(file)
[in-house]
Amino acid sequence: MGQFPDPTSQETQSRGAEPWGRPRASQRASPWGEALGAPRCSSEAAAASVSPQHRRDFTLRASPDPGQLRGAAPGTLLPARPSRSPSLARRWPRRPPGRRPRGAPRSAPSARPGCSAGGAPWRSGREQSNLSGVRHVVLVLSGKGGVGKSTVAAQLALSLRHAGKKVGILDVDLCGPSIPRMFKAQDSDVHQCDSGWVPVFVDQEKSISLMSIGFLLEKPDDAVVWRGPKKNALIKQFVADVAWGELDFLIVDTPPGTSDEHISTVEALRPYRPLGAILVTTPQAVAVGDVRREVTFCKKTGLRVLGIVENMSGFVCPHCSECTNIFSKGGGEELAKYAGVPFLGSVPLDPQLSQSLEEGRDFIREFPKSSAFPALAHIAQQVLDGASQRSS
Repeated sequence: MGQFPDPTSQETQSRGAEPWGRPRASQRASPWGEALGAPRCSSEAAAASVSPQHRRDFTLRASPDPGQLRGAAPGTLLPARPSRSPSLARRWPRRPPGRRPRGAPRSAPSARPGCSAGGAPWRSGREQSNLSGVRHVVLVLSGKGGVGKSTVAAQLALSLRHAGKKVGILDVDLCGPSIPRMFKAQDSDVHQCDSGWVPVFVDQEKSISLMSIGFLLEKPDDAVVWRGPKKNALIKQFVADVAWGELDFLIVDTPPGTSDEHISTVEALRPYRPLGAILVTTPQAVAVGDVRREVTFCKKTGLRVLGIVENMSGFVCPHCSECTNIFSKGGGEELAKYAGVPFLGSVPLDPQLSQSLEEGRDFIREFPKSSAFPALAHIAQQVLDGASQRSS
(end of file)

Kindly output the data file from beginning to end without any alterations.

[in-house]
Amino acid sequence: MGQFPDPTSQETQSRGAEPWGRPRASQRASPWGEALGAPRCSSEAAAASVSPQHRRDFTLRASPDPGQLRGAAPGTLLPARPSRSPSLARRWPRRPPGRRPRGAPRSAPSARPGCSAGGAPWRSGREQSNLSGVRHVVLVLSGKGGVGKSTVAAQLALSLRHAGKKVGILDVDLCGPSIPRMFKAQDSDVHQCDSGWVPVFVDQEKSISLMSIGFLLEKPDDAVVWRGPKKNALIKQFVADVAWGELDFLIVDTPPGTSDEHISTVEALRPYRPLGAILVTTPQAVAVGDVRREVTFCKKTGLRVLGIVENMSGFVCPHCSECTNIFSKGGGEELAKYAGVPFLGSVPLDPQLSQSLEEGRDFIREFPKSSAFPALAHIAQQVLDGASQRSS
Repeated sequence: MGQFPDPTSQETQSRGAEPWGRPRASQRASPWGEALGAPRCSSEAAAASVSPQHRRDFTLRASPDPGQLRGAAPGTLLPARPSRSPSLARRWPRRPPGRRPRGAPRSAPSARPGCSAGGAPWRSGREQSNLSGVRHVVLVLSGKGGVGKSTVAAQLALSLRHAGKKVGILDVDLCGPSIPRMFKAQDSDVHQCDSGWVPVFVDQEKSISLMSIGFLLEKPDDAVVWRGPKKNALIKQFVADVAWGELDFLIVDTPPGTSDEHISTVEALRPYRPLGAILVTTPQAVAVGDVRREVTFCKKTGLRVLGIVENMSGFVCPHCSECTNIFSKGGGEELAKYAGVPFLGSVPLDPQLSQSLEEGRDFIREFPKSSAFPALAHIAQQVLDGASQRSS